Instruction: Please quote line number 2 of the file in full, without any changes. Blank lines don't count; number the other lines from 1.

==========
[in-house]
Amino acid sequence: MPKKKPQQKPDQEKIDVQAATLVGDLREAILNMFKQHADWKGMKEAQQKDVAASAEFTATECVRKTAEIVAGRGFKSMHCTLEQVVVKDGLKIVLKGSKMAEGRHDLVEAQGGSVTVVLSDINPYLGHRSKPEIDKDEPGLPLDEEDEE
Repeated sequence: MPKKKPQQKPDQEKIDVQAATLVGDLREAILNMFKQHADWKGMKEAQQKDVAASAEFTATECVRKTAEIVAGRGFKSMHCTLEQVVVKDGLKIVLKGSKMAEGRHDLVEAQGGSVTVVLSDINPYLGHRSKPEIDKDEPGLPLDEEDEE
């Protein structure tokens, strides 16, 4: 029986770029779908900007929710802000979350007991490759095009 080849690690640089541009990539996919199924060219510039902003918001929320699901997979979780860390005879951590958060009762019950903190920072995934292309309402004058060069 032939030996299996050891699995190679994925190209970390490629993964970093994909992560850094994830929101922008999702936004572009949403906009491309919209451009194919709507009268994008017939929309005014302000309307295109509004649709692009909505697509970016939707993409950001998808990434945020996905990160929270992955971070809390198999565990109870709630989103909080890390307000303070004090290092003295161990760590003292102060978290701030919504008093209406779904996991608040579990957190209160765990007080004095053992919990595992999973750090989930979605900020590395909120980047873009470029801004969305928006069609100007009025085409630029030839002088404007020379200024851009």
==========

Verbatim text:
Amino acid sequence: MPKKKPQQKPDQEKIDVQAATLVGDLREAILNMFKQHADWKGMKEAQQKDVAASAEFTATECVRKTAEIVAGRGFKSMHCTLEQVVVKDGLKIVLKGSKMAEGRHDLVEAQGGSVTVVLSDINPYLGHRSKPEIDKDEPGLPLDEEDEE